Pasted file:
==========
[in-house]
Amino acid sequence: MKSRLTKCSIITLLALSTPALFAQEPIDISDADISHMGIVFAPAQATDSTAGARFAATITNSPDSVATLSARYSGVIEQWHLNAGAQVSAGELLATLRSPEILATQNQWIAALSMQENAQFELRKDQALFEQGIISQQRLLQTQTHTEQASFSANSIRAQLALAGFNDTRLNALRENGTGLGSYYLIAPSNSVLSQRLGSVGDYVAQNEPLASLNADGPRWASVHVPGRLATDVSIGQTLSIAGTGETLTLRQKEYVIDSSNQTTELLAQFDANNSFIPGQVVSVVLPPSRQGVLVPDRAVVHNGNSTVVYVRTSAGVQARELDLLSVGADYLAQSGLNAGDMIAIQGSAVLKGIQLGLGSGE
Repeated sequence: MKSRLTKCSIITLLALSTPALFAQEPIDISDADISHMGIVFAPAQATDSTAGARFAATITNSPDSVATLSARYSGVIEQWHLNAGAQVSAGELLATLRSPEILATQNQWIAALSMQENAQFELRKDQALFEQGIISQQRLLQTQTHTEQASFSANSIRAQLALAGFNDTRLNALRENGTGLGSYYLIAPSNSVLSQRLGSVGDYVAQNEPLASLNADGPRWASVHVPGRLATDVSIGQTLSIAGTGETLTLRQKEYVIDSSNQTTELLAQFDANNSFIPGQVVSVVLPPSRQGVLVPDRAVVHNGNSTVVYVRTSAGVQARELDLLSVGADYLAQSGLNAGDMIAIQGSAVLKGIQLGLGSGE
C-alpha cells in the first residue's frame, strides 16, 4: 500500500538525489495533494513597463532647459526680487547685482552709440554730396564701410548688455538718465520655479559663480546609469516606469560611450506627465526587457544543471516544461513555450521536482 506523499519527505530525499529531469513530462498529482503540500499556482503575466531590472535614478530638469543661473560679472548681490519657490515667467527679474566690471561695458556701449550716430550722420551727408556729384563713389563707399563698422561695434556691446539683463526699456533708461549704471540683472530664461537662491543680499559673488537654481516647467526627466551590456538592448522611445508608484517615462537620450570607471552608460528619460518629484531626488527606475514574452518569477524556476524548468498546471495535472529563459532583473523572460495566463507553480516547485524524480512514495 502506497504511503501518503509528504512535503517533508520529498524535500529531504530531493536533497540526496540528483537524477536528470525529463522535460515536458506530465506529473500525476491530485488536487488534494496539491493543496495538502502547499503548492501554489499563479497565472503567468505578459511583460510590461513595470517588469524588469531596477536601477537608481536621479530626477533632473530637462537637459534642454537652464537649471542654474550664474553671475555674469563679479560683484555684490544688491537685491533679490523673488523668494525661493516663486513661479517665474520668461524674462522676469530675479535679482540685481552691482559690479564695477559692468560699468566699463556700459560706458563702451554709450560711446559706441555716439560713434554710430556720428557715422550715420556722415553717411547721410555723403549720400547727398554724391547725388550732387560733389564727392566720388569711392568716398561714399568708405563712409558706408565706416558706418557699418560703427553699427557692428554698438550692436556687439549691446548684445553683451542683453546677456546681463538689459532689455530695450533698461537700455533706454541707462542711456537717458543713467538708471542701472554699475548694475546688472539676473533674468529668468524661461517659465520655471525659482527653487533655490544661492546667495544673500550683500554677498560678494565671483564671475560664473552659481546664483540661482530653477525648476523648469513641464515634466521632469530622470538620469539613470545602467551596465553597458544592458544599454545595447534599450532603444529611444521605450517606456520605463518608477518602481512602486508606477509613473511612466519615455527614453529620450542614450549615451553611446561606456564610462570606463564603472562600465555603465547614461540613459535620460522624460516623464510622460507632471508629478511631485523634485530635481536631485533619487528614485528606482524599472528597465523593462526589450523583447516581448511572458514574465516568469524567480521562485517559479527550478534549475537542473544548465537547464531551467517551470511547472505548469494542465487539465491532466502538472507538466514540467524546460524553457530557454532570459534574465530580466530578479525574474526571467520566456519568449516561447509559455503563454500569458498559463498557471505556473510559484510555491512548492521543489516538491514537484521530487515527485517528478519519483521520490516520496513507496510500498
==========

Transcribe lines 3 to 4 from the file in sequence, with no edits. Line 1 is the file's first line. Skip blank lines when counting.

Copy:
Repeated sequence: MKSRLTKCSIITLLALSTPALFAQEPIDISDADISHMGIVFAPAQATDSTAGARFAATITNSPDSVATLSARYSGVIEQWHLNAGAQVSAGELLATLRSPEILATQNQWIAALSMQENAQFELRKDQALFEQGIISQQRLLQTQTHTEQASFSANSIRAQLALAGFNDTRLNALRENGTGLGSYYLIAPSNSVLSQRLGSVGDYVAQNEPLASLNADGPRWASVHVPGRLATDVSIGQTLSIAGTGETLTLRQKEYVIDSSNQTTELLAQFDANNSFIPGQVVSVVLPPSRQGVLVPDRAVVHNGNSTVVYVRTSAGVQARELDLLSVGADYLAQSGLNAGDMIAIQGSAVLKGIQLGLGSGE
C-alpha cells in the first residue's frame, strides 16, 4: 500500500538525489495533494513597463532647459526680487547685482552709440554730396564701410548688455538718465520655479559663480546609469516606469560611450506627465526587457544543471516544461513555450521536482 506523499519527505530525499529531469513530462498529482503540500499556482503575466531590472535614478530638469543661473560679472548681490519657490515667467527679474566690471561695458556701449550716430550722420551727408556729384563713389563707399563698422561695434556691446539683463526699456533708461549704471540683472530664461537662491543680499559673488537654481516647467526627466551590456538592448522611445508608484517615462537620450570607471552608460528619460518629484531626488527606475514574452518569477524556476524548468498546471495535472529563459532583473523572460495566463507553480516547485524524480512514495 502506497504511503501518503509528504512535503517533508520529498524535500529531504530531493536533497540526496540528483537524477536528470525529463522535460515536458506530465506529473500525476491530485488536487488534494496539491493543496495538502502547499503548492501554489499563479497565472503567468505578459511583460510590461513595470517588469524588469531596477536601477537608481536621479530626477533632473530637462537637459534642454537652464537649471542654474550664474553671475555674469563679479560683484555684490544688491537685491533679490523673488523668494525661493516663486513661479517665474520668461524674462522676469530675479535679482540685481552691482559690479564695477559692468560699468566699463556700459560706458563702451554709450560711446559706441555716439560713434554710430556720428557715422550715420556722415553717411547721410555723403549720400547727398554724391547725388550732387560733389564727392566720388569711392568716398561714399568708405563712409558706408565706416558706418557699418560703427553699427557692428554698438550692436556687439549691446548684445553683451542683453546677456546681463538689459532689455530695450533698461537700455533706454541707462542711456537717458543713467538708471542701472554699475548694475546688472539676473533674468529668468524661461517659465520655471525659482527653487533655490544661492546667495544673500550683500554677498560678494565671483564671475560664473552659481546664483540661482530653477525648476523648469513641464515634466521632469530622470538620469539613470545602467551596465553597458544592458544599454545595447534599450532603444529611444521605450517606456520605463518608477518602481512602486508606477509613473511612466519615455527614453529620450542614450549615451553611446561606456564610462570606463564603472562600465555603465547614461540613459535620460522624460516623464510622460507632471508629478511631485523634485530635481536631485533619487528614485528606482524599472528597465523593462526589450523583447516581448511572458514574465516568469524567480521562485517559479527550478534549475537542473544548465537547464531551467517551470511547472505548469494542465487539465491532466502538472507538466514540467524546460524553457530557454532570459534574465530580466530578479525574474526571467520566456519568449516561447509559455503563454500569458498559463498557471505556473510559484510555491512548492521543489516538491514537484521530487515527485517528478519519483521520490516520496513507496510500498